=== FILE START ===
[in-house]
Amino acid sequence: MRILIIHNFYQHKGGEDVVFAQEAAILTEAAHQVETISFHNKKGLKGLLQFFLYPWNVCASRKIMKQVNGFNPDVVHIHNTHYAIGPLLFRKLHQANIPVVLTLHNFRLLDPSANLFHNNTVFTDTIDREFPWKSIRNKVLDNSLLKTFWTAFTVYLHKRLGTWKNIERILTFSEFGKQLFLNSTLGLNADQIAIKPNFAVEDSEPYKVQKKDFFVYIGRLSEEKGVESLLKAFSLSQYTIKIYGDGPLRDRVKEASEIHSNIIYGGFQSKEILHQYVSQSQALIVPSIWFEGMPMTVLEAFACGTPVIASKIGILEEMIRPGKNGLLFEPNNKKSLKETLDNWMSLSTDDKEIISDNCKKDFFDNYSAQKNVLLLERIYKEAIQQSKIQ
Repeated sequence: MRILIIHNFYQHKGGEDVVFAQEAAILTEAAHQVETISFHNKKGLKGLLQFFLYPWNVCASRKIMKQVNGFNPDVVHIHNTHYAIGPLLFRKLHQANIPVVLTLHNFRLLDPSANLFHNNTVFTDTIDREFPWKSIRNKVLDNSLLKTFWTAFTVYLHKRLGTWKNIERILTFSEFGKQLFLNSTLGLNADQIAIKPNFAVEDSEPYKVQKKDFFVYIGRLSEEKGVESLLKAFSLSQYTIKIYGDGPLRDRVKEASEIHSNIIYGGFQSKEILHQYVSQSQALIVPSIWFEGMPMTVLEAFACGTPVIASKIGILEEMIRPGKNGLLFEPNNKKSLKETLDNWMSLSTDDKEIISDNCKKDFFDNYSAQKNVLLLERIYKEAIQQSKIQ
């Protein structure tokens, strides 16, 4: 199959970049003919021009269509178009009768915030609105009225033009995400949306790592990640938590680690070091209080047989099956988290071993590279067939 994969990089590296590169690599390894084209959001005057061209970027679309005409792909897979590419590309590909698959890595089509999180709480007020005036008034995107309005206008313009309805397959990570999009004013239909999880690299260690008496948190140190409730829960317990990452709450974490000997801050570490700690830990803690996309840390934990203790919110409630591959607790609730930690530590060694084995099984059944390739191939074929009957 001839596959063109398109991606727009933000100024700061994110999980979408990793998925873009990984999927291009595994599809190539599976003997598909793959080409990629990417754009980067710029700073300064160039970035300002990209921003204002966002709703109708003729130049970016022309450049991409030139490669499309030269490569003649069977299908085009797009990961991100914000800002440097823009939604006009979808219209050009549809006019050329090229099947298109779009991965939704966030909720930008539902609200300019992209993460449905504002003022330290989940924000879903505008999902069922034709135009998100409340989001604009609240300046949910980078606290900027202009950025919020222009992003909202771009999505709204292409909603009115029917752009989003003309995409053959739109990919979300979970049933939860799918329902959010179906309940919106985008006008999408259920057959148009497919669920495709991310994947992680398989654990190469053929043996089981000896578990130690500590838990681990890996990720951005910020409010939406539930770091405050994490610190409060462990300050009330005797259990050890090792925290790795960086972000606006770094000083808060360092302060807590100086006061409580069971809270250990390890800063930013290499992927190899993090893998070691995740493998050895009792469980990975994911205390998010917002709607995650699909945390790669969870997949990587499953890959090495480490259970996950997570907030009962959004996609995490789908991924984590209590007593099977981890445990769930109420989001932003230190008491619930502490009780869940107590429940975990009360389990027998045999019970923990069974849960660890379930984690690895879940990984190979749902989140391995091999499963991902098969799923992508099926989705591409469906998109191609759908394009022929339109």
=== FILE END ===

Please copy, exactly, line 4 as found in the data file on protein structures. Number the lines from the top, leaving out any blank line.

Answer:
């Protein structure tokens, strides 16, 4: 199959970049003919021009269509178009009768915030609105009225033009995400949306790592990640938590680690070091209080047989099956988290071993590279067939 994969990089590296590169690599390894084209959001005057061209970027679309005409792909897979590419590309590909698959890595089509999180709480007020005036008034995107309005206008313009309805397959990570999009004013239909999880690299260690008496948190140190409730829960317990990452709450974490000997801050570490700690830990803690996309840390934990203790919110409630591959607790609730930690530590060694084995099984059944390739191939074929009957 001839596959063109398109991606727009933000100024700061994110999980979408990793998925873009990984999927291009595994599809190539599976003997598909793959080409990629990417754009980067710029700073300064160039970035300002990209921003204002966002709703109708003729130049970016022309450049991409030139490669499309030269490569003649069977299908085009797009990961991100914000800002440097823009939604006009979808219209050009549809006019050329090229099947298109779009991965939704966030909720930008539902609200300019992209993460449905504002003022330290989940924000879903505008999902069922034709135009998100409340989001604009609240300046949910980078606290900027202009950025919020222009992003909202771009999505709204292409909603009115029917752009989003003309995409053959739109990919979300979970049933939860799918329902959010179906309940919106985008006008999408259920057959148009497919669920495709991310994947992680398989654990190469053929043996089981000896578990130690500590838990681990890996990720951005910020409010939406539930770091405050994490610190409060462990300050009330005797259990050890090792925290790795960086972000606006770094000083808060360092302060807590100086006061409580069971809270250990390890800063930013290499992927190899993090893998070691995740493998050895009792469980990975994911205390998010917002709607995650699909945390790669969870997949990587499953890959090495480490259970996950997570907030009962959004996609995490789908991924984590209590007593099977981890445990769930109420989001932003230190008491619930502490009780869940107590429940975990009360389990027998045999019970923990069974849960660890379930984690690895879940990984190979749902989140391995091999499963991902098969799923992508099926989705591409469906998109191609759908394009022929339109």